by , 01/08/07

SkyStream Windmill 2

If you’re anything like me and find windmills both genius and oddly calming, the residential Skystream 3.7 windmill by Southwest Windpower may be the perfect addition to your backyard landscape. Available in 35-110 foot heights (determined by your site characteristics), this slim yet high-performance wind generator can produce 400 kilowatt hours of energy per month, up to 90% of an average household’s energy consumption. Skystream works efficiently with your local utility grid, too, switching back to grid power when wind speeds drop below 8 miles per hour.

So what’s the fine print? Skystream, while intended for residential use, requires roughly an acre of land to function properly, and costs $8500 including installation of the 35-foot tower. Southwest Windpower estimates the wind tower paying for itself in four to twelve years, depending on your energy consumption, weather patterns, and local utility rates.

+ SkyStream
+ Southwest Windpower

Related Posts


or your inhabitat account below


  1. bullock susan March 17, 2009 at 1:07 pm

    We are a 215 ac. farm. We raise horses. There is quite a bit of wind. Is this kind of energy feasible and are there any grants under the president new programs for farms or small business? Are there loans available?

  2. jescojeff March 11, 2009 at 8:36 pm

    I agree with Ryan,,,,,,,,,,not worth the money……… A 4000kwh per month unit in a 10-15k price range is what I’m looking for also. Just have to bide our time, someone will have it sooner or later. Jeff

  3. uhauldealer30639 January 24, 2009 at 12:13 pm

    i read on this 3.7 streamer and it only puts out 400 kwh (PER MONTH) not 90% efficient if you ask me. An average household uses about 2500 kwh (PER MONTH). so for $8500.00 to have one installed isnt very good. not efficient for me and the energy saving PROGRAM. you need one that can produce up to about 4000 kwh +(PER MONTH) @ a reasonable install and a good warranty. why put one in when it only does about 400 kwh per month??????? :( an average household that produces about 4000 kwh + would probably buy one of these around $10-$15k. saves customer about $2500.00 to $3000.00 per year. NOW THAT IS WORTH IT. Call me if this is possible. 260-495-1655 RYAN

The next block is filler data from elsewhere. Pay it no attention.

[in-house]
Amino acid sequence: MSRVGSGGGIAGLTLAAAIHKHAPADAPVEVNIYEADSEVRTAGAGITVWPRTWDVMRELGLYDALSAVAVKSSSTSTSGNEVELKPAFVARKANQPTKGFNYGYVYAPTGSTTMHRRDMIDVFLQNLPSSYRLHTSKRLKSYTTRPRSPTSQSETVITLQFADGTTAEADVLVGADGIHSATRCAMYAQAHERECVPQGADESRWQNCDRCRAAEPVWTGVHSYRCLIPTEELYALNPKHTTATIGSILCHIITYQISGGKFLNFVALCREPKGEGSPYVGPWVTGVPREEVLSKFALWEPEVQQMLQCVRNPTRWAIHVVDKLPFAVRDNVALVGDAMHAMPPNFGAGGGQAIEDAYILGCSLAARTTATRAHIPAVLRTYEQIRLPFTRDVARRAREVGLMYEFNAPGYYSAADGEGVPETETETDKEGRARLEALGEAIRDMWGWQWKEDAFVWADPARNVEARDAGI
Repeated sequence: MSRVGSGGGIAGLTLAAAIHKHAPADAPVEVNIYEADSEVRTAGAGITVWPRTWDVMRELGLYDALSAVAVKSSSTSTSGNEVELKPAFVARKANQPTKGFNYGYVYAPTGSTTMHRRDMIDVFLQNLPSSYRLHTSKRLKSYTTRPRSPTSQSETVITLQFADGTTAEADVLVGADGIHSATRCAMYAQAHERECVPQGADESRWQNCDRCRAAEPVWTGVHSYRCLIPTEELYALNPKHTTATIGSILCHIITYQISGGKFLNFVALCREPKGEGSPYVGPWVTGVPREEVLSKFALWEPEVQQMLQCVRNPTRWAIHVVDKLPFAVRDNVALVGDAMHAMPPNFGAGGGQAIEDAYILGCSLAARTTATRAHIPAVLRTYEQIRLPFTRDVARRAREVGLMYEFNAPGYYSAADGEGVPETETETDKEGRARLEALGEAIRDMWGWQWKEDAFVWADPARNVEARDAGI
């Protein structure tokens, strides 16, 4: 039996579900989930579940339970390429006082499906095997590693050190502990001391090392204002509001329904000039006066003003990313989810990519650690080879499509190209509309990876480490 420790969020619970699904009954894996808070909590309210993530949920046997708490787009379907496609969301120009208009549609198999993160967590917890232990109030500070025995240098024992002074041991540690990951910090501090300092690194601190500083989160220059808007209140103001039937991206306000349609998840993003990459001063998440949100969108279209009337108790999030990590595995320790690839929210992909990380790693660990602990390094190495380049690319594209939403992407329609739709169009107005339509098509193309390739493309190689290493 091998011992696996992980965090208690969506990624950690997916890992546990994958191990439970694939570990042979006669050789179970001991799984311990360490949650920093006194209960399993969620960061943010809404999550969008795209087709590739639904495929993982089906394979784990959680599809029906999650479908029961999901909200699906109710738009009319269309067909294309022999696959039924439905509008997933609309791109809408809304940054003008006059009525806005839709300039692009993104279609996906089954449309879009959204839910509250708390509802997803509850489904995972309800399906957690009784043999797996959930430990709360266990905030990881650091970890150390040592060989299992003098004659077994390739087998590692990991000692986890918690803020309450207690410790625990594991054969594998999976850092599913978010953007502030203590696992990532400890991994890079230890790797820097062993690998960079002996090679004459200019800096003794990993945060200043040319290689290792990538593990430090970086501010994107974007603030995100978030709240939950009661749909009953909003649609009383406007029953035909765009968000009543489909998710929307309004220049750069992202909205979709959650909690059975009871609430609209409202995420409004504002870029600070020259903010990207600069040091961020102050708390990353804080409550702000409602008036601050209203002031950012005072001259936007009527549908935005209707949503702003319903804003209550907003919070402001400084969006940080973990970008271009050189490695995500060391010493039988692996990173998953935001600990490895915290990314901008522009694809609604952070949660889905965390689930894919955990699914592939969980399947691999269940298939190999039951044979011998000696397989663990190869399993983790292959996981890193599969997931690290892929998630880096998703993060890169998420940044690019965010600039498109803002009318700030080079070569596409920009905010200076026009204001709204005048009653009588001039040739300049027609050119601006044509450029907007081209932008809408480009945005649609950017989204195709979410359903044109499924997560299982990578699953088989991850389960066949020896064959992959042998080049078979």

4. DougJ June 12, 2008 at 11:37 pm

    Wind Turbine is installed in the Caribbean.

  5. DougJ June 12, 2008 at 11:01 pm

    I installed a Skystream this winter at my home in the Caribbean after doing quite a bit to reduce my energy consumption. The advantage to me is the grid tie. I do not need batteries to store the power. 40 cents per killowatt also helps.

    I agree with tom g about the noise. I am on a 1 acre lot at the top of a mountain and based on the whisper quiet promise of SW Wind I installed it at the top of our site about 40\\\’ from our home. I can stand the whine during the day when i am going about my daily activities, but my wife cannot. We turn it off most of thetime when we are home. Because it is a second home and we are there about 40% of the time we make electricity when not there.

    Someone suggested that the bearings need greasing? I filled the tower with marine foam, slight improvement. It was also suggested I wrap a rope around the tower to stop the vibration. Have not tried that.

    I think that site selection is the most important issue. I would not install on a site less than 2 acres and I would get it away from my house as far as I could, preferably something in between to buffer the noise.

    Doug Jones

    I would appreciate any suggestions. Can call me at 612-272-5600in Minnesota.

  6. TomG June 5, 2008 at 10:35 pm

    I’ve had a Skystream in operation for over a month. Anyone who says this thing is quiet should have their ears checked. I have the standard 33 ft monopole with the tower stuffed with fiberglass. It can easily be heard from 1/4 mile away. We call it the neighborhood police siren. At RPM over 200 it produces a very, very loud whine that sounds exactly like a siren. I can easily hear it inside my house from 600 ft away. I can tell how much power it’s putting out just by the sound. Southwest has been no help at all. They’ve ignored all my emails and phone calls. Anyone who would put one of these in a residential neighborhood is asking for a lot of trouble from neighbors and noise ordinances. Fortunately, I’m in a rural area and the nearest neighbor is just out of hearing range.

  7. kirk June 2, 2008 at 9:19 am

    how does this thing stand up in the winter, -40

  8. Chad Monteith February 27, 2008 at 3:03 pm